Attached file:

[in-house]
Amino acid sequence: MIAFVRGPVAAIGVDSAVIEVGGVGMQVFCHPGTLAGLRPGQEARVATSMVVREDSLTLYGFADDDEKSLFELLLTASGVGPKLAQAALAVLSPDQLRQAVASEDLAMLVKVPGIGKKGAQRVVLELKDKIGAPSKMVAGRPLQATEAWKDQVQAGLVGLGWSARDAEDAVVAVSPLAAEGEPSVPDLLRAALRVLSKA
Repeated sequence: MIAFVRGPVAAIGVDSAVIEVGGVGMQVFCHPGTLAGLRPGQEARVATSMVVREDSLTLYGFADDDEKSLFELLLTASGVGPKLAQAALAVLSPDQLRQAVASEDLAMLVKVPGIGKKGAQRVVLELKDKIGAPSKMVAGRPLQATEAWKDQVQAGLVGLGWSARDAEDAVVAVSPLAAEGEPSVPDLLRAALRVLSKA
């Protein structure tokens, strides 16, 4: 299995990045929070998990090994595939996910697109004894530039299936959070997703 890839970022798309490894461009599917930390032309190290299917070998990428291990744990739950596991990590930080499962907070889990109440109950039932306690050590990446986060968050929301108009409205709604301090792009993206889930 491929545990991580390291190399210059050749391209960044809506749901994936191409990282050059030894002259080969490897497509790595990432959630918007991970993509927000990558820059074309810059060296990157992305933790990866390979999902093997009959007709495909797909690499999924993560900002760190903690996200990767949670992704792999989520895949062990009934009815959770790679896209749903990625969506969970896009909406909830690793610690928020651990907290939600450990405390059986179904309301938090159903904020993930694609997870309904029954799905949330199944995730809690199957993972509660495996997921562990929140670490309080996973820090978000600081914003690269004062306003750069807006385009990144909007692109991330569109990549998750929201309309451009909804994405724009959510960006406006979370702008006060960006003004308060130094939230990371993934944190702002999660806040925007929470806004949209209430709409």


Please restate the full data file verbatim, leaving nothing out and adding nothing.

[in-house]
Amino acid sequence: MIAFVRGPVAAIGVDSAVIEVGGVGMQVFCHPGTLAGLRPGQEARVATSMVVREDSLTLYGFADDDEKSLFELLLTASGVGPKLAQAALAVLSPDQLRQAVASEDLAMLVKVPGIGKKGAQRVVLELKDKIGAPSKMVAGRPLQATEAWKDQVQAGLVGLGWSARDAEDAVVAVSPLAAEGEPSVPDLLRAALRVLSKA
Repeated sequence: MIAFVRGPVAAIGVDSAVIEVGGVGMQVFCHPGTLAGLRPGQEARVATSMVVREDSLTLYGFADDDEKSLFELLLTASGVGPKLAQAALAVLSPDQLRQAVASEDLAMLVKVPGIGKKGAQRVVLELKDKIGAPSKMVAGRPLQATEAWKDQVQAGLVGLGWSARDAEDAVVAVSPLAAEGEPSVPDLLRAALRVLSKA
């Protein structure tokens, strides 16, 4: 299995990045929070998990090994595939996910697109004894530039299936959070997703 890839970022798309490894461009599917930390032309190290299917070998990428291990744990739950596991990590930080499962907070889990109440109950039932306690050590990446986060968050929301108009409205709604301090792009993206889930 491929545990991580390291190399210059050749391209960044809506749901994936191409990282050059030894002259080969490897497509790595990432959630918007991970993509927000990558820059074309810059060296990157992305933790990866390979999902093997009959007709495909797909690499999924993560900002760190903690996200990767949670992704792999989520895949062990009934009815959770790679896209749903990625969506969970896009909406909830690793610690928020651990907290939600450990405390059986179904309301938090159903904020993930694609997870309904029954799905949330199944995730809690199957993972509660495996997921562990929140670490309080996973820090978000600081914003690269004062306003750069807006385009990144909007692109991330569109990549998750929201309309451009909804994405724009959510960006406006979370702008006060960006003004308060130094939230990371993934944190702002999660806040925007929470806004949209209430709409």